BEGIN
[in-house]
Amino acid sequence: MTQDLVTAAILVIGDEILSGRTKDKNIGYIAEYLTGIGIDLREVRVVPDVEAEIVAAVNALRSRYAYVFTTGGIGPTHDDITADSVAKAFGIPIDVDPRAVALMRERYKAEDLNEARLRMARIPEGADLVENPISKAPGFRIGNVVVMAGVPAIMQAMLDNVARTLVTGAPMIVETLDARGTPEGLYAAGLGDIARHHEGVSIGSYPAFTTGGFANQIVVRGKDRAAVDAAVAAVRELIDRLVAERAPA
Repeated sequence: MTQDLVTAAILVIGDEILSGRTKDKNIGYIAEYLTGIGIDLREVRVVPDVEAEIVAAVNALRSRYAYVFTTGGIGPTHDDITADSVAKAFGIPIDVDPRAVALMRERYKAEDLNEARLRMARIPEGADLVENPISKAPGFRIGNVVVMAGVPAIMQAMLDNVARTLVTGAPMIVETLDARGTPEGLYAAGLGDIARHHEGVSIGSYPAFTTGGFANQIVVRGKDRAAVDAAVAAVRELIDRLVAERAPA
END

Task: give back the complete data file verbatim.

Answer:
[in-house]
Amino acid sequence: MTQDLVTAAILVIGDEILSGRTKDKNIGYIAEYLTGIGIDLREVRVVPDVEAEIVAAVNALRSRYAYVFTTGGIGPTHDDITADSVAKAFGIPIDVDPRAVALMRERYKAEDLNEARLRMARIPEGADLVENPISKAPGFRIGNVVVMAGVPAIMQAMLDNVARTLVTGAPMIVETLDARGTPEGLYAAGLGDIARHHEGVSIGSYPAFTTGGFANQIVVRGKDRAAVDAAVAAVRELIDRLVAERAPA
Repeated sequence: MTQDLVTAAILVIGDEILSGRTKDKNIGYIAEYLTGIGIDLREVRVVPDVEAEIVAAVNALRSRYAYVFTTGGIGPTHDDITADSVAKAFGIPIDVDPRAVALMRERYKAEDLNEARLRMARIPEGADLVENPISKAPGFRIGNVVVMAGVPAIMQAMLDNVARTLVTGAPMIVETLDARGTPEGLYAAGLGDIARHHEGVSIGSYPAFTTGGFANQIVVRGKDRAAVDAAVAAVRELIDRLVAERAPA